Stricter teen driving laws may save lives and money

In our last post we discussed a car accident in which a 17-year-old driver lost control of his car in Brentwood. This was just one of many recent area car accidents attributable to inexperienced teen drivers. Car accidents are the leading killer of Nashville area teens and safety advocates say that lax laws may to be blame for the around 2,000 unnecessary car accident deaths attributed to teen drivers every year.

A recent study indicates that tougher restrictions on teen drivers may reduce the number of car accidents in Nashville and around the country. The new study was funded by the Allstate Foundation and indicates that tougher restrictions on teen driving licenses could save as much as $13 billion per year in insurance and personal injury costs.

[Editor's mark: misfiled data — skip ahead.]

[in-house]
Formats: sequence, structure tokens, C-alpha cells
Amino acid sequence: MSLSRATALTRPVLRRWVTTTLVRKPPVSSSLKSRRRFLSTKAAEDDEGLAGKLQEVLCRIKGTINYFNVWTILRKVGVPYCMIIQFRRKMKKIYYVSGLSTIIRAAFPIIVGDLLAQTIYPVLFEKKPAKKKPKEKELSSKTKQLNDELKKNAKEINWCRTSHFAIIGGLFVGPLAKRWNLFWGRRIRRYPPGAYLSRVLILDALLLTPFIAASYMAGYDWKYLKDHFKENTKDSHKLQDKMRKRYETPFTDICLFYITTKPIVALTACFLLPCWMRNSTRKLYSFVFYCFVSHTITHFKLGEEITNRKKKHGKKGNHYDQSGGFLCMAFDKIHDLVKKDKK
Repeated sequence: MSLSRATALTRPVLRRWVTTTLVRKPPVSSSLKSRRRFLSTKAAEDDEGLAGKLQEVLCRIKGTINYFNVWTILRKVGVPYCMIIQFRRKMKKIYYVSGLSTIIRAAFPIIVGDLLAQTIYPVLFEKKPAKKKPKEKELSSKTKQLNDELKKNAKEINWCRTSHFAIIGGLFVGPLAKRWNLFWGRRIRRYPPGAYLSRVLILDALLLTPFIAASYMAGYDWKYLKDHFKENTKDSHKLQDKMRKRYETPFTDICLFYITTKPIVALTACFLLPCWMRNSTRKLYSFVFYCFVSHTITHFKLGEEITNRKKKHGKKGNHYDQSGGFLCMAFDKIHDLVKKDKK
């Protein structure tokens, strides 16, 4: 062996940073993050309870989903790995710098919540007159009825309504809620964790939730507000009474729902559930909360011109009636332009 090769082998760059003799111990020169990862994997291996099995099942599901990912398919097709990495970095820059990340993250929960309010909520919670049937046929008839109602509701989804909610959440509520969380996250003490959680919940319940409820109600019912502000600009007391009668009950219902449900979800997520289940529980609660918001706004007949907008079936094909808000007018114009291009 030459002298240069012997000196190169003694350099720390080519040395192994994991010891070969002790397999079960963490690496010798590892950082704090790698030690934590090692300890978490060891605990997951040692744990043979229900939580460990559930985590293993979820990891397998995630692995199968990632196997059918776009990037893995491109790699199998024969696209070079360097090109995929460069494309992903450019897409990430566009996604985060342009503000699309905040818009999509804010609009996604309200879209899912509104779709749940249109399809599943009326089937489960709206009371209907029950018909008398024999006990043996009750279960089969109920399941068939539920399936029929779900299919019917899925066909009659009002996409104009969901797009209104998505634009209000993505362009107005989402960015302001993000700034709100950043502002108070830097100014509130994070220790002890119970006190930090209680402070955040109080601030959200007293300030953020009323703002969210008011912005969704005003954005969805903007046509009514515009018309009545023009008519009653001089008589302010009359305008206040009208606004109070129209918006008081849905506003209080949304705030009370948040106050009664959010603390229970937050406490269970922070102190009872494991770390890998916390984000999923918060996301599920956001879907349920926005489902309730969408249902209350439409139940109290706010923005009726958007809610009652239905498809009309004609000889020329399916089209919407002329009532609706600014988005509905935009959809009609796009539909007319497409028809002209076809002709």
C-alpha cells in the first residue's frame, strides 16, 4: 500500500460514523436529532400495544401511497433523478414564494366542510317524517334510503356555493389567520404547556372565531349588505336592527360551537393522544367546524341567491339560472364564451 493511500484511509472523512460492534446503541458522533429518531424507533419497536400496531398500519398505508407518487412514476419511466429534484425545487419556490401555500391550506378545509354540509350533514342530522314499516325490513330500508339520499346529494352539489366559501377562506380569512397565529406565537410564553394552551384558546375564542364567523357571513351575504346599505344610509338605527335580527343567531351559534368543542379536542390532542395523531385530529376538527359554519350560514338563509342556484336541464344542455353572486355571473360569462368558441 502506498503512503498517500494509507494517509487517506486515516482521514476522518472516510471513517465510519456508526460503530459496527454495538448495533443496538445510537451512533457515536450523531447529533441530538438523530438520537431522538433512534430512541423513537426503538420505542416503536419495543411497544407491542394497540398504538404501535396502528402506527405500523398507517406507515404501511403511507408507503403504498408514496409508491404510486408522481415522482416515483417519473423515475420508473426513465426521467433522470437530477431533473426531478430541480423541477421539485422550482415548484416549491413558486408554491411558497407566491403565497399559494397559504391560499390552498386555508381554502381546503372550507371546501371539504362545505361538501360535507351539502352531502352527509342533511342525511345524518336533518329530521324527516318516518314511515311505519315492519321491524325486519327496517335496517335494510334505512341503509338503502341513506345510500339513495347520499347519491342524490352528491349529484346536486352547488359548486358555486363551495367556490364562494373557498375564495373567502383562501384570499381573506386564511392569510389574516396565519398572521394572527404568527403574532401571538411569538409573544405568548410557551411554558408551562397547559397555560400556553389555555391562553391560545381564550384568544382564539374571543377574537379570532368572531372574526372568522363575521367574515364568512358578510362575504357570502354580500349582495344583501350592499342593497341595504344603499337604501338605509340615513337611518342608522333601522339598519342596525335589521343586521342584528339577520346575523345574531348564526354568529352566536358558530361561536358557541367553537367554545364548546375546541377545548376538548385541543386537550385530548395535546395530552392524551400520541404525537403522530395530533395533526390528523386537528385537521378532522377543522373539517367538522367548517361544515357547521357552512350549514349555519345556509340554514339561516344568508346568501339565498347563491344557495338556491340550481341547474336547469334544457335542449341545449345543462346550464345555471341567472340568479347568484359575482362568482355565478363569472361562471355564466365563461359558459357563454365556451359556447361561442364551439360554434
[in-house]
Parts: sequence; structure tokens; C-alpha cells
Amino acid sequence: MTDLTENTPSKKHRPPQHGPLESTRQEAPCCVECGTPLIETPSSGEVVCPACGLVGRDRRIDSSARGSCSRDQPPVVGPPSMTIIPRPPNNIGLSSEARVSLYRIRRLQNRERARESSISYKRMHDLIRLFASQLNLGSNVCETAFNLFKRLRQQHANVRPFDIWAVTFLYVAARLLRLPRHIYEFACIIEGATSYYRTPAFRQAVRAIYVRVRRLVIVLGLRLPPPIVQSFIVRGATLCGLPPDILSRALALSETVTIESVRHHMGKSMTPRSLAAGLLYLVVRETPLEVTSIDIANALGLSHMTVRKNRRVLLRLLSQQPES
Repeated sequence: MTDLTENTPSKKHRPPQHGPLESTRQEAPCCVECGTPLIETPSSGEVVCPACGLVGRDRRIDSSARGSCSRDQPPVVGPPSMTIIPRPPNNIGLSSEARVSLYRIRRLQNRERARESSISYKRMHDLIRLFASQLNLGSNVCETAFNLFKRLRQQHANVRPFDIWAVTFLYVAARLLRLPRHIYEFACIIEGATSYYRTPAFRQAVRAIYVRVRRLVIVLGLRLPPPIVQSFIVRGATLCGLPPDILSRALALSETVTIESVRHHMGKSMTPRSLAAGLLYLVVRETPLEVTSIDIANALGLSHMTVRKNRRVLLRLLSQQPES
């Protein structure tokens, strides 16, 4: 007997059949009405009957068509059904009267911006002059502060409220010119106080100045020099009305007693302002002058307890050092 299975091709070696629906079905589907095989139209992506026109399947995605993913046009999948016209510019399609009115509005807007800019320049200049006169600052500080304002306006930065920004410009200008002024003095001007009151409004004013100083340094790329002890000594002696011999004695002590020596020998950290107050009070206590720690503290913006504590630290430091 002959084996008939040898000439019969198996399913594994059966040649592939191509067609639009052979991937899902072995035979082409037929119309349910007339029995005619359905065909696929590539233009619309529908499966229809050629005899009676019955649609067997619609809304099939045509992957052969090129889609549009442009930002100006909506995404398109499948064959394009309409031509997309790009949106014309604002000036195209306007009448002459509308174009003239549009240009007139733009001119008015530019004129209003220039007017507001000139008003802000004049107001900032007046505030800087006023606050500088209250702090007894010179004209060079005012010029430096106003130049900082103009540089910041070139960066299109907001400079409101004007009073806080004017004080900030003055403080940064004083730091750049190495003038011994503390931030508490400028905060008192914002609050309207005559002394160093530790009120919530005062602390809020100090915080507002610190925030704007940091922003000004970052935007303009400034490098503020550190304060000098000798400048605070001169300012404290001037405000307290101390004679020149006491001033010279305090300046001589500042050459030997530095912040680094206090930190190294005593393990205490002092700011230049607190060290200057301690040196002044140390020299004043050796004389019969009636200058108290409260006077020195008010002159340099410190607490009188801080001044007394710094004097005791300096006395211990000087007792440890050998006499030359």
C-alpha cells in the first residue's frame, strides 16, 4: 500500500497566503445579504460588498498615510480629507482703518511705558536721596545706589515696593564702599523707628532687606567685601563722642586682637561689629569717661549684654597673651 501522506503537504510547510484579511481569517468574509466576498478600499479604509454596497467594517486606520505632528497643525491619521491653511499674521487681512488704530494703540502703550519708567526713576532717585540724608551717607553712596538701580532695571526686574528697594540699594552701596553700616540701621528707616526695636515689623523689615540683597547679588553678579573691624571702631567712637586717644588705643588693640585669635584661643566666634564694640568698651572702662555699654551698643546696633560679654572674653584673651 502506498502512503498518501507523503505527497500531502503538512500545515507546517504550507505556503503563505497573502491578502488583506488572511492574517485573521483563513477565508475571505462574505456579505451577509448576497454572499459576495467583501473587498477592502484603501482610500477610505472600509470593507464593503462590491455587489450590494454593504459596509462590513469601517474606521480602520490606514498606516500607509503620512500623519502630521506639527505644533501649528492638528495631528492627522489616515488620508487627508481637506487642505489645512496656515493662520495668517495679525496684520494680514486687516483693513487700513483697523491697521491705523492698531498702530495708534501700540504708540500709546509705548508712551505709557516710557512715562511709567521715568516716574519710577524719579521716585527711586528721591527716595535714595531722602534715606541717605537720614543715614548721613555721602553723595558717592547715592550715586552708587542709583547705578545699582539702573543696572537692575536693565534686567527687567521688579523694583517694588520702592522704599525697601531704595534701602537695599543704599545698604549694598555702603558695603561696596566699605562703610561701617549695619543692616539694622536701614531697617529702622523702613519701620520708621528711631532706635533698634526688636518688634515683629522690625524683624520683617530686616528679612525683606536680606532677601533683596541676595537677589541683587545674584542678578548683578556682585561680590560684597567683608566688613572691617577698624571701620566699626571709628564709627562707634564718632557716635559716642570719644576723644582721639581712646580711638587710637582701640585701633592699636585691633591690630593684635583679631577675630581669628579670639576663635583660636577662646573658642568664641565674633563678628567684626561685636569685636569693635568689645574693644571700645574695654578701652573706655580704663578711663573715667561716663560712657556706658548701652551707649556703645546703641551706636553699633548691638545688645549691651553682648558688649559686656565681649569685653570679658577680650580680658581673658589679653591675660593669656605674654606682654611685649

The study concludes that more states should adopt graduated driver licensing (GDL) laws which restrict licenses until teens turn 18-years-old. GDL laws also include restrictions on the amount of passengers allowed in cars driven by teens. Many GDL laws also prohibit teens from being involved in risky driving situations by themselves such as night time driving or driving while texting.

Teen crashes cause over $38 billion annually and the universal implementation of GDL laws is expected to make a $13.6 billion dent in this number every year the study says. Teen driving car accidents are also linked to 81,000 teen deaths from 2000 to 2009.

"What's worse is that these deaths are avoidable," said Vicky Dinges, vice president of public social responsibility for Allstate, which funded the study.

Source: MSNBC, "Study: Tougher teen driving laws would save lives, money," M. Alex Johnson, Dec. 6, 2011

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